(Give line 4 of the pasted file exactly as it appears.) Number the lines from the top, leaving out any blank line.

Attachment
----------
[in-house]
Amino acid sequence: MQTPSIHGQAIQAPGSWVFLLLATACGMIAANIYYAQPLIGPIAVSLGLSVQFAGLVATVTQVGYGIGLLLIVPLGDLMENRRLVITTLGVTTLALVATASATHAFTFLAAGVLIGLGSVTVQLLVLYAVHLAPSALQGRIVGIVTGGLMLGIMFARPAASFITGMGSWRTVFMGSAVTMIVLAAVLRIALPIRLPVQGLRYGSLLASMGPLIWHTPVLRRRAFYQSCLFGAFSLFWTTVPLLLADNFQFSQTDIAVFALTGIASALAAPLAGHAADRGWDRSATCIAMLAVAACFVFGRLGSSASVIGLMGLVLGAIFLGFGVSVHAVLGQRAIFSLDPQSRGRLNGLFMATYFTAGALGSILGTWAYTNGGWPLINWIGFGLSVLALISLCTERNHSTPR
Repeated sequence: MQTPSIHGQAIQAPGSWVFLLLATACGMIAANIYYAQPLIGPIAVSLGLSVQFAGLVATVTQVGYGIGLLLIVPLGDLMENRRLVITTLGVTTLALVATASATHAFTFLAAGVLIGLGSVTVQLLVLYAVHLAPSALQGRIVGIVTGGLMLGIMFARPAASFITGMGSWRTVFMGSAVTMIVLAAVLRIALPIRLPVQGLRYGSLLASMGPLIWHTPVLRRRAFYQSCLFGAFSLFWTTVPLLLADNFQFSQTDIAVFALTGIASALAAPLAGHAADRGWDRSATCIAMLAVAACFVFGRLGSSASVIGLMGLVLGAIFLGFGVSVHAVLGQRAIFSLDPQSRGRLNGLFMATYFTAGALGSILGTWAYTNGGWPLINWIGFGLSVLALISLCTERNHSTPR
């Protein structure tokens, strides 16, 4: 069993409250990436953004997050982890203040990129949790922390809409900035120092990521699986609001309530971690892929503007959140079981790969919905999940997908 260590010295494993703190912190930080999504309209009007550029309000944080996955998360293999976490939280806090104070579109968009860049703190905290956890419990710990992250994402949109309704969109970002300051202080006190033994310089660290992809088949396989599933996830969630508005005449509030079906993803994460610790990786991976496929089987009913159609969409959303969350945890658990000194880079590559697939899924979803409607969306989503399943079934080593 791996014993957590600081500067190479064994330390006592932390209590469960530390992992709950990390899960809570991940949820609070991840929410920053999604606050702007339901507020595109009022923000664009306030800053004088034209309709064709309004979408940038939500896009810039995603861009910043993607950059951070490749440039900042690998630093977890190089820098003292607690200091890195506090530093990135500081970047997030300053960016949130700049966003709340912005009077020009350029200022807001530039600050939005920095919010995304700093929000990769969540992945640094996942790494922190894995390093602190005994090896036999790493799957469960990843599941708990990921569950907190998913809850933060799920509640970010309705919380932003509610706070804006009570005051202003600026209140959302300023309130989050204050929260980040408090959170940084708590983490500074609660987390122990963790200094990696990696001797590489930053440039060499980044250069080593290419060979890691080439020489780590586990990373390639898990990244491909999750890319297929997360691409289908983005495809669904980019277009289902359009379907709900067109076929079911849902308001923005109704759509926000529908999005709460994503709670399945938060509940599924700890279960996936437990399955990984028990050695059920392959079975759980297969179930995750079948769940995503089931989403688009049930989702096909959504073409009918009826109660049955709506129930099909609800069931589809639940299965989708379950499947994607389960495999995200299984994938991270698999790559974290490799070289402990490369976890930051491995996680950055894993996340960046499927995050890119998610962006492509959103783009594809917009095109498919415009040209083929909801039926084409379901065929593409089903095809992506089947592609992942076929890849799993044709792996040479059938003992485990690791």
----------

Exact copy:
């Protein structure tokens, strides 16, 4: 069993409250990436953004997050982890203040990129949790922390809409900035120092990521699986609001309530971690892929503007959140079981790969919905999940997908 260590010295494993703190912190930080999504309209009007550029309000944080996955998360293999976490939280806090104070579109968009860049703190905290956890419990710990992250994402949109309704969109970002300051202080006190033994310089660290992809088949396989599933996830969630508005005449509030079906993803994460610790990786991976496929089987009913159609969409959303969350945890658990000194880079590559697939899924979803409607969306989503399943079934080593 791996014993957590600081500067190479064994330390006592932390209590469960530390992992709950990390899960809570991940949820609070991840929410920053999604606050702007339901507020595109009022923000664009306030800053004088034209309709064709309004979408940038939500896009810039995603861009910043993607950059951070490749440039900042690998630093977890190089820098003292607690200091890195506090530093990135500081970047997030300053960016949130700049966003709340912005009077020009350029200022807001530039600050939005920095919010995304700093929000990769969540992945640094996942790494922190894995390093602190005994090896036999790493799957469960990843599941708990990921569950907190998913809850933060799920509640970010309705919380932003509610706070804006009570005051202003600026209140959302300023309130989050204050929260980040408090959170940084708590983490500074609660987390122990963790200094990696990696001797590489930053440039060499980044250069080593290419060979890691080439020489780590586990990373390639898990990244491909999750890319297929997360691409289908983005495809669904980019277009289902359009379907709900067109076929079911849902308001923005109704759509926000529908999005709460994503709670399945938060509940599924700890279960996936437990399955990984028990050695059920392959079975759980297969179930995750079948769940995503089931989403688009049930989702096909959504073409009918009826109660049955709506129930099909609800069931589809639940299965989708379950499947994607389960495999995200299984994938991270698999790559974290490799070289402990490369976890930051491995996680950055894993996340960046499927995050890119998610962006492509959103783009594809917009095109498919415009040209083929909801039926084409379901065929593409089903095809992506089947592609992942076929890849799993044709792996040479059938003992485990690791």